Inflight meals just got a sustainable upgrade on this airline.
Lamb shank, Rize tea and Erzincan honeycomb: this reads more like a menu from a high-end Turkish restaurant than an in-flight meal.
But Turkish Airlines is proving that the sky's the limit for on-board dining.
Gone are the days of ‘chicken or beef’ as airlines battle it out to win passenger’s hearts - and stomachs.
Turkey’s flag carrier is maintaining its lead after being voted the World’s Best Business Class Catering at the 2022 Skytrax World Airline Awards and winning Europe’s Best Food and Beverage Award from APEX last year.
Here’s why foodies are raving about Turkish Airlines’ latest menus.
What’s on the menu at Turkish Airlines?
Turkish Airlines recently unveiled its latest in-flight menus at an event in Istanbul.
Walking the catwalk, chefs and flight attendants presented the new dishes on a different kind of runway.
Local and seasonal Turkish flavours take the spotlight - with freshness in every bite.
“There are lots of secrets behind our catering,” says Ahmet Bolat, Chairman of the Board and Executive Committee for Turkish Airlines. “First of all, we use 80 per cent fresh products grown in Turkey. Also, we utilise highly qualified chefs… The food is prepared locally and fresh every day.”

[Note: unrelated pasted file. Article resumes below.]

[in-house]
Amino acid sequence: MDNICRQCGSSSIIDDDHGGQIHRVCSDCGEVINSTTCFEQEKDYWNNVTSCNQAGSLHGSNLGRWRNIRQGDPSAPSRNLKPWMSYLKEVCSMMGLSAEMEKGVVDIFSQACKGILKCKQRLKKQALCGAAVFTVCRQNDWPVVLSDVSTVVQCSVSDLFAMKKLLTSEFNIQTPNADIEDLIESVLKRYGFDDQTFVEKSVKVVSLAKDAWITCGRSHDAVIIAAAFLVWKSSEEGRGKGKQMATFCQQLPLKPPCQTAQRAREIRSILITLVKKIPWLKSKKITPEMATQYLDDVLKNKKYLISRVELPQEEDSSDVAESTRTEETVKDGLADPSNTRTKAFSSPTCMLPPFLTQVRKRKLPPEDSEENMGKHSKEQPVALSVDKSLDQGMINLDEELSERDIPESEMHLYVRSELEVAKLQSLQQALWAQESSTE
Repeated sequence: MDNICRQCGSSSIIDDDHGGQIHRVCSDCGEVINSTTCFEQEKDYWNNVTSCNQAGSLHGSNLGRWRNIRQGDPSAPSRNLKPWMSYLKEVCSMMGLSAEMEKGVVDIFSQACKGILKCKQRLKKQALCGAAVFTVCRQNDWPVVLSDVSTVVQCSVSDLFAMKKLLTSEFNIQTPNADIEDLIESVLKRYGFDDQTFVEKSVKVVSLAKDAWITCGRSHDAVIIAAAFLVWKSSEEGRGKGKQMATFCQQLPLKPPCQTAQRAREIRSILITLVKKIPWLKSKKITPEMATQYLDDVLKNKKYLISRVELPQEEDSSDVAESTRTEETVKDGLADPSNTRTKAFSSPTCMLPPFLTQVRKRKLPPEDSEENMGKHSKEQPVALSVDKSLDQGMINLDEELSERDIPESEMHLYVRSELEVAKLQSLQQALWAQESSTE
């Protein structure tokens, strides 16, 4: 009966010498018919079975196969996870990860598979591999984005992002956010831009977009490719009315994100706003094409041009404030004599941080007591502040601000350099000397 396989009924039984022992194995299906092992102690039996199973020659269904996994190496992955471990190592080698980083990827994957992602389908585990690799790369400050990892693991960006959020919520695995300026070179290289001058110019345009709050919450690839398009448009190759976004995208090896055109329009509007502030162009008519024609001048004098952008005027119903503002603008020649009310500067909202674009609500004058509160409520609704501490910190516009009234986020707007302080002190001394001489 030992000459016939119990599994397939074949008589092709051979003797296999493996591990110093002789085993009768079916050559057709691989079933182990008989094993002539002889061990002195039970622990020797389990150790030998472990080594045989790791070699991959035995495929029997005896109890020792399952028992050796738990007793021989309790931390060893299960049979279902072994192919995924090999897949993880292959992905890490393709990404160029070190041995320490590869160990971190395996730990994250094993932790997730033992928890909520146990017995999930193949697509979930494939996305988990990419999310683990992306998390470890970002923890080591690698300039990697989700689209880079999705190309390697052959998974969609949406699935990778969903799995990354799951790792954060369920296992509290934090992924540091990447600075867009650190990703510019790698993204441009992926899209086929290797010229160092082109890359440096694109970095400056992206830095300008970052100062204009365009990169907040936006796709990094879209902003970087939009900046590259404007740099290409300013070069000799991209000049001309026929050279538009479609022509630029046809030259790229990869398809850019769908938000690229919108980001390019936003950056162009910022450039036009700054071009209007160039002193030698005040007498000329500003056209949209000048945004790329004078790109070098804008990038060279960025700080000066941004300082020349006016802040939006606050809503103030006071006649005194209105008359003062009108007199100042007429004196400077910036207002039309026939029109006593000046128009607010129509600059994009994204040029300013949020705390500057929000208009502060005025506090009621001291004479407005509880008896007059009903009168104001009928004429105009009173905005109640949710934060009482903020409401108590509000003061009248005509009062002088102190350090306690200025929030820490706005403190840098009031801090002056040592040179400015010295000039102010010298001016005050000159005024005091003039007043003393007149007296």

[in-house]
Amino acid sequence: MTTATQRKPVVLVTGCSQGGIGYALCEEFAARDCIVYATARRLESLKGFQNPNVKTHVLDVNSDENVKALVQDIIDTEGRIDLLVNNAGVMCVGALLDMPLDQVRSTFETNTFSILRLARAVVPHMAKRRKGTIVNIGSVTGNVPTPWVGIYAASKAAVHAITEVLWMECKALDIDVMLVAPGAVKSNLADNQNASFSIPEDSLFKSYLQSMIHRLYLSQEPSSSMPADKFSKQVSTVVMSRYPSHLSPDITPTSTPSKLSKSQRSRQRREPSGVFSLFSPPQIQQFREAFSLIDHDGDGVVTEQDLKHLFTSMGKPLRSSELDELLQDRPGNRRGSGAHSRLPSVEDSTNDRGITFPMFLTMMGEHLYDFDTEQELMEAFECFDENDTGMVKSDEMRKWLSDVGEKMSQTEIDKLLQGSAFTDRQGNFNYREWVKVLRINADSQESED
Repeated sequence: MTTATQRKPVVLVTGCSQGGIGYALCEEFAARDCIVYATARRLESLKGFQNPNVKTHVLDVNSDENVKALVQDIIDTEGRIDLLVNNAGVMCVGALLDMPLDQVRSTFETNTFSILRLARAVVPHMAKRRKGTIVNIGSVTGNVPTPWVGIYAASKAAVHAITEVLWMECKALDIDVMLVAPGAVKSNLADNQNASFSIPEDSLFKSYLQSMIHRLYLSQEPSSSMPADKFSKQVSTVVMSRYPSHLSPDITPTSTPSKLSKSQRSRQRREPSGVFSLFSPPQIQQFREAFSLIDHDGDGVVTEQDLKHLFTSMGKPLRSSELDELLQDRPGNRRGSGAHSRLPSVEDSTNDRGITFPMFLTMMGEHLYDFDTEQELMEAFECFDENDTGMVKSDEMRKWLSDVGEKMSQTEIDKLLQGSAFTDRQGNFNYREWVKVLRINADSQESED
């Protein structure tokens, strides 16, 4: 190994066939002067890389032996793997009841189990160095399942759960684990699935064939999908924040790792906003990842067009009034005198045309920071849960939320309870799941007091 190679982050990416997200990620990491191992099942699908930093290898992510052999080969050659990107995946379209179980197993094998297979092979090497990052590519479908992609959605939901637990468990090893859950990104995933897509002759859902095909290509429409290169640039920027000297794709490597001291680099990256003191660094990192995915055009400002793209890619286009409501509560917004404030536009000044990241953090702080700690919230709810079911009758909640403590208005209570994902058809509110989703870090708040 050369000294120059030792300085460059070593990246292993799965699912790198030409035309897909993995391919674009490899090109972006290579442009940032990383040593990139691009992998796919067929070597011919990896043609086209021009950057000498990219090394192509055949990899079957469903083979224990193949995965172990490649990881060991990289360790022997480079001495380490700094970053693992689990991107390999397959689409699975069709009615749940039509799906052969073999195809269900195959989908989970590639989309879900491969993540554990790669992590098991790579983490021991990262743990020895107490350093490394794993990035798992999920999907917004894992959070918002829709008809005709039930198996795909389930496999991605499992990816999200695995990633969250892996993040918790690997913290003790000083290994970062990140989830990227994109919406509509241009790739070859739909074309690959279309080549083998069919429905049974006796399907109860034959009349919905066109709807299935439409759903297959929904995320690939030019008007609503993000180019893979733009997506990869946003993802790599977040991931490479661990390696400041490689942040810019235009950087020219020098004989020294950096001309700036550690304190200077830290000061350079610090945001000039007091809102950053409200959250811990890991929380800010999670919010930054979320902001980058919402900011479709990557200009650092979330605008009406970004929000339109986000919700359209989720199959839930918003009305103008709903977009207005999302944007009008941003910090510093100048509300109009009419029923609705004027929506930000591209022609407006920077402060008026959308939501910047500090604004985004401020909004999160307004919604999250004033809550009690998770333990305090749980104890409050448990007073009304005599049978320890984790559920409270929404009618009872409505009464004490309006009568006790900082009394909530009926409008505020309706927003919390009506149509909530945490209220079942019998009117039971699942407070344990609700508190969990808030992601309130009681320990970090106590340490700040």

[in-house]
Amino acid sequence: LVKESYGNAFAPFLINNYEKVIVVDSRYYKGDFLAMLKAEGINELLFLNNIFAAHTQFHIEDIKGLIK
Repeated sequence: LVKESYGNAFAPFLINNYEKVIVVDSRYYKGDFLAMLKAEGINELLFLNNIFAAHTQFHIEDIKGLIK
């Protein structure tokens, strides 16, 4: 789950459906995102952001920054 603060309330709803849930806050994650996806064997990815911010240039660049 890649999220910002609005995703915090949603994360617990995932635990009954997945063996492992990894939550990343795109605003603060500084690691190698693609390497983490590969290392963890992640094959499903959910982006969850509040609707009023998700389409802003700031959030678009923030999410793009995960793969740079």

This approach applies to every class from economy to business. It shines through in everything from homemade mezzelune pasta to hand-minced Adana kebab and desserts served with luscious Afyon kaymak cream.
Business class passengers can wash down their meal with alcohol-free cocktails and detox drinks to ensure they land feeling refreshed.
Sustainable in-flight dining
Using local ingredients also means supporting local farmers - something Turkish Airlines’ Flying Chef Trainer, Emre Gecgel, says is integral to the quality and taste of the dishes.
It also feeds into the airline’s sustainable approach to dining.
“We know going green and ending food waste will not happen overnight but we are using reusable materials such as porcelain and stainless steel in our services,” says Emre.
“Every item that we introduce to our guests, whether it’s material or ingredient, we are trying to use recycled and/or renewable sourced items.”
This is a big step towards combating the almost 7 million tonnes of cabin waste generated by airlines each year, according to IATA figures. Upping the appeal of on-board meals will also help combat the annual 1.14 million tonnes of food waste generated from inflight catering globally.